Post-Production
Ladies & Gentlemen
Creative Director: Ryan Dunn
Exec. Producer: Brendan O’Malley
Design: Shaun Collings, Ryan Dunn
Edit: Ashley Kreamer
Animation/Compositing: Marco Giampaolo, Eric Bauer
Music: Dodos “Visiter”

If you like sports, or if you watch television at night, you may have seen this commercial already. It is an spot I recently completed at my new studio Ladies & Gentlemen, in collaboration with Michael Schrom. The agency approached us with the request to reshoot and rework a concept they had already produced and shelved. Instead of giving their previous commercial a face lift, we asked that we be able to reimagine the whole thing, taking their brief to heart as we came up with a new concept.

Saatchi & Saatchi were very open to the idea, so we presented a new idea, and they loved it.

The concept was actually quite simple: Eschew gimmicky design for straight-up appetite appeal. We were pleased with the results, and so was the client. What separates this commercial (intentionally) from the competition is the risk the agency was willing to take with the music/editorial.

In more conservative hands, we may have ended up with a typical faux-Latin music track somewhere between Macarena and Spice Girls. Instead, our insistence upon keeping an early Dodos track in the mix yielded strong results. It gave us a hazy summer strum to cut to, with crescendos and lulls galore, and also took the beer to a slightly  classier place, something that only amplifies the already tasty close-up beer performance.

After watching the sheer, uncontrollable, unadulterated beauty unfold before your merely mortal eyes, it may surprise you to find out that I have never once sipped a single drop of beer in my life. Scout’s honor.

The Lost Film Rolls Vol. 6

I’m baaack. Well, at least the lost photographs are. I dug this roll up in my “crap drawer” in my kitchen.

Long Beach (1998)

My wife and I were together for less than six months, but already we had bought our first dog Atticus and moved to Los Angeles. We went there blindly, and rented an apartment in Long Beach sight unseen. Little did we know how painful a commute that would cause for us later.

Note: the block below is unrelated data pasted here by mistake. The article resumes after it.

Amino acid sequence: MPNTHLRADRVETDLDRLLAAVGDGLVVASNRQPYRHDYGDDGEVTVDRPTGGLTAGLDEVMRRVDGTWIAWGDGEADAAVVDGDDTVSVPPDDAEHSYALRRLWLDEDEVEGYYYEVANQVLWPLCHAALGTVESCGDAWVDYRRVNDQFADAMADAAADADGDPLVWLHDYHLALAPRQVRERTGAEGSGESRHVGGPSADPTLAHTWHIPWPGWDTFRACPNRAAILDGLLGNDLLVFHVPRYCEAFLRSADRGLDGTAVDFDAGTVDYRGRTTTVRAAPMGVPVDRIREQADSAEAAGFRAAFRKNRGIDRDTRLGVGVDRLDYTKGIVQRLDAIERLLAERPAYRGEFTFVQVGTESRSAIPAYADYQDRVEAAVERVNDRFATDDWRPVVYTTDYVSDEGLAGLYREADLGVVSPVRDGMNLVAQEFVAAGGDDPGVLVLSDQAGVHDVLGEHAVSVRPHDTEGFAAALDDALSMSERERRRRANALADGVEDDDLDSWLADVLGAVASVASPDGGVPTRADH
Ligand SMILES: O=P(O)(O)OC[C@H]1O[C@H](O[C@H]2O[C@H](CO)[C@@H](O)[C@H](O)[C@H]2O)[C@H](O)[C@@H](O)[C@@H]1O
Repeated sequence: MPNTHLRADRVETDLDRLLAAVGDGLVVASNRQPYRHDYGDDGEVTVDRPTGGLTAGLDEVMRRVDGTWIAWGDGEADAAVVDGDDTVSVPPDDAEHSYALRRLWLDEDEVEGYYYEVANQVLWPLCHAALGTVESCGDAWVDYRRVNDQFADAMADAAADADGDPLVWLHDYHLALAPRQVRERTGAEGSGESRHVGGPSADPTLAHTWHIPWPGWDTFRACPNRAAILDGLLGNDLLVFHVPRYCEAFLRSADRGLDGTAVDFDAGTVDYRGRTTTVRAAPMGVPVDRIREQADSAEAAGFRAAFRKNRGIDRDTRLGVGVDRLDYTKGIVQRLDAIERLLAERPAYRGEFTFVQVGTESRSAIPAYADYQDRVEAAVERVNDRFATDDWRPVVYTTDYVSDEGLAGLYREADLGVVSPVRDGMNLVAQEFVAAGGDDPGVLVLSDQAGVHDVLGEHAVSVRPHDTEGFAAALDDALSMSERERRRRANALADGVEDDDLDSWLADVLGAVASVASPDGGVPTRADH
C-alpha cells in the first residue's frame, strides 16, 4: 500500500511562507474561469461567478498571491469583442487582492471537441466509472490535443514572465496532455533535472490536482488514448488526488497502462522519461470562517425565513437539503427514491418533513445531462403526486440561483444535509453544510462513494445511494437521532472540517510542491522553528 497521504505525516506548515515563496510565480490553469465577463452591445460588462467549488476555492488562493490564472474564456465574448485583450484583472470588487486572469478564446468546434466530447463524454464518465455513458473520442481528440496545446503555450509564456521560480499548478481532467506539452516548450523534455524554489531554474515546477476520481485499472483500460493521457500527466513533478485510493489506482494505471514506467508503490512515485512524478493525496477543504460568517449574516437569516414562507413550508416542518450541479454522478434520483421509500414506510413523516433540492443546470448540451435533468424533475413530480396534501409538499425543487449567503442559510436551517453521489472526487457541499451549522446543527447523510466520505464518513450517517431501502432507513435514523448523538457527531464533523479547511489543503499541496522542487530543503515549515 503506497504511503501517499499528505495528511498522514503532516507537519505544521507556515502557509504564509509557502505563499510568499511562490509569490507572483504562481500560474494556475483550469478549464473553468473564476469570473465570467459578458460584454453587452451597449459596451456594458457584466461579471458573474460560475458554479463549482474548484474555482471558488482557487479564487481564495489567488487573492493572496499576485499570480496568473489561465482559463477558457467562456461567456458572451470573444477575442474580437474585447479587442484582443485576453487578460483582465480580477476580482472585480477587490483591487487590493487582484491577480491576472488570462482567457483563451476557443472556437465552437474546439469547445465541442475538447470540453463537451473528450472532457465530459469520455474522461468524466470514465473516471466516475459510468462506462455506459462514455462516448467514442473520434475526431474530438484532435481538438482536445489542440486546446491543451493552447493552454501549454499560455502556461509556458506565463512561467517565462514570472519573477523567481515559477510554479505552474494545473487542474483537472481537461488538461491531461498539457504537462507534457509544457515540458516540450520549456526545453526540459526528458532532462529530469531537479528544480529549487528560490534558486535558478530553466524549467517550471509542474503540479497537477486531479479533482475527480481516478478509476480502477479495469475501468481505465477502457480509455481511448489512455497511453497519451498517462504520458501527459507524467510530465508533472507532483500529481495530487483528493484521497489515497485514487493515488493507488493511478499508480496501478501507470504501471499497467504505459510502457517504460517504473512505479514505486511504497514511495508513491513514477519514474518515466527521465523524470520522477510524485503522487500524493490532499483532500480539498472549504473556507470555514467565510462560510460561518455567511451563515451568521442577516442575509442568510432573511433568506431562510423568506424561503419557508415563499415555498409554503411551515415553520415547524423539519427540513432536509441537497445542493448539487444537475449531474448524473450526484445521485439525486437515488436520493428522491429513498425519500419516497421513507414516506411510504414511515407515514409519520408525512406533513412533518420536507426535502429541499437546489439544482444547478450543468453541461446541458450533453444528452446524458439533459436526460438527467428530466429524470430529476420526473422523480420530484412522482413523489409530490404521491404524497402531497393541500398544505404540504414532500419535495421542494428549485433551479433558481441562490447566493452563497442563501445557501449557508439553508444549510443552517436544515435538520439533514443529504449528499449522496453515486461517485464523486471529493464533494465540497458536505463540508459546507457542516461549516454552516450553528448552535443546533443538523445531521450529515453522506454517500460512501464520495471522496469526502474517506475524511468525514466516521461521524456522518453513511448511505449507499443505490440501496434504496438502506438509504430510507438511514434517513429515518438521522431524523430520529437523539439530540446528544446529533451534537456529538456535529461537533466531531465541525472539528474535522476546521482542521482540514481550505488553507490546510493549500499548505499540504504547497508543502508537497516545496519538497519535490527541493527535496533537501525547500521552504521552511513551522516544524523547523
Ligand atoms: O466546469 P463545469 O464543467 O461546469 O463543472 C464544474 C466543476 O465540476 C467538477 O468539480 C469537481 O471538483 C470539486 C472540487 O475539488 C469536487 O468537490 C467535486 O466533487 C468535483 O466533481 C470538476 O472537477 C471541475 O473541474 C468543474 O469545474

At any rate, these shots of our late pup Atticus were such a pleasant surprise to find. He was so human, and I mean that in the least cliché way possible. I threw in a cityscape of the Long Beach area for good measure.

Lost Film Rolls Vol. 6

Lost Film Rolls Vol. 6

Lost Film Rolls Vol. 6

Lost Film Rolls Vol. 6

Lost Film Rolls Vol. 6

The Lost Film Rolls Vol. 5

This ends the first batch of Lost Film Rolls, another road trip. Fitting right? I’m sure there will be more, but for now, thanks for experiencing these with me.

Road Trip (2001)

Lost Film Rolls Vol. 5

Lost Film Rolls Vol. 5

Lost Film Rolls Vol. 5

Lost Film Rolls Vol. 5

So LA was a bust, and we had moved up to San Francisco in 1999. I started a fledgling web design company called Spinalchord, which lasted 9 months before failing (dot com crash). I took a staff job at a mediocre web studio called Thunk Design before realizing I couldn’t really take the web design thing anymore.

My wife found a job listing through the AIGA (one of the few perks she enjoyed at another design company). It appeared I would be designing interfaces for refrigerators or something.

And so it was written: I took the job in Chicago at a motion graphics company called Digital Kitchen (they were just starting up their Chicago office, and I was asked to come on board and help get things going).

These photos cropped up on our journey from San Francisco to Chicago. I have a bunch more, but four landscapes is more than enough to demonstrate my film roll findings.